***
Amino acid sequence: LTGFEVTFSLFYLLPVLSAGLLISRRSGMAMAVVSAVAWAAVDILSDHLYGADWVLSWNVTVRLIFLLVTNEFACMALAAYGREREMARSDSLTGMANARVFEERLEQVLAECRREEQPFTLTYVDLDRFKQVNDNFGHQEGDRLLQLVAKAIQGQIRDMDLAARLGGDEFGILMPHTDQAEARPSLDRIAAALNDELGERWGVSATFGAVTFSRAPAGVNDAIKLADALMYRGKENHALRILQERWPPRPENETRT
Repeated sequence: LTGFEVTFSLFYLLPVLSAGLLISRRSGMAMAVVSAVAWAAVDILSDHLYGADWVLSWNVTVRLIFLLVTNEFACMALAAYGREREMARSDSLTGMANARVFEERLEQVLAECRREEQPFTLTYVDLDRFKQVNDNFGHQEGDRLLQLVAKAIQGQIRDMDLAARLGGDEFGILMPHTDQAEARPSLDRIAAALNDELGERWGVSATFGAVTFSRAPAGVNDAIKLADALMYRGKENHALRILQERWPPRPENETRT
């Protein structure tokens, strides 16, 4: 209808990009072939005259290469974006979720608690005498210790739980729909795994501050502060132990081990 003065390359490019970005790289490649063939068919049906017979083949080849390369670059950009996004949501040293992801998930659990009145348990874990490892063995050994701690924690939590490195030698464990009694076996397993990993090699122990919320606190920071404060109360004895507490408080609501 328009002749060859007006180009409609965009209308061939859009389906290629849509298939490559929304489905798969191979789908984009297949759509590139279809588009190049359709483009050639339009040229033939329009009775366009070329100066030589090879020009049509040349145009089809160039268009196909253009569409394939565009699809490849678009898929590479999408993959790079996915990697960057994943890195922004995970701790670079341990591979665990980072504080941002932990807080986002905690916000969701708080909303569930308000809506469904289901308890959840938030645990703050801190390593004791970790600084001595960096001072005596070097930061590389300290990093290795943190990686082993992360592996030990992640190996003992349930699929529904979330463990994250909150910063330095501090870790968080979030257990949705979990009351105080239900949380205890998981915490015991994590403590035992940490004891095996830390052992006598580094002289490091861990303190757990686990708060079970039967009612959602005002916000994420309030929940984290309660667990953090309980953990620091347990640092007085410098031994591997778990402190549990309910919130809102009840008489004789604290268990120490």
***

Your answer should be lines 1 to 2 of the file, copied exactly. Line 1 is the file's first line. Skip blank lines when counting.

Amino acid sequence: LTGFEVTFSLFYLLPVLSAGLLISRRSGMAMAVVSAVAWAAVDILSDHLYGADWVLSWNVTVRLIFLLVTNEFACMALAAYGREREMARSDSLTGMANARVFEERLEQVLAECRREEQPFTLTYVDLDRFKQVNDNFGHQEGDRLLQLVAKAIQGQIRDMDLAARLGGDEFGILMPHTDQAEARPSLDRIAAALNDELGERWGVSATFGAVTFSRAPAGVNDAIKLADALMYRGKENHALRILQERWPPRPENETRT
Repeated sequence: LTGFEVTFSLFYLLPVLSAGLLISRRSGMAMAVVSAVAWAAVDILSDHLYGADWVLSWNVTVRLIFLLVTNEFACMALAAYGREREMARSDSLTGMANARVFEERLEQVLAECRREEQPFTLTYVDLDRFKQVNDNFGHQEGDRLLQLVAKAIQGQIRDMDLAARLGGDEFGILMPHTDQAEARPSLDRIAAALNDELGERWGVSATFGAVTFSRAPAGVNDAIKLADALMYRGKENHALRILQERWPPRPENETRT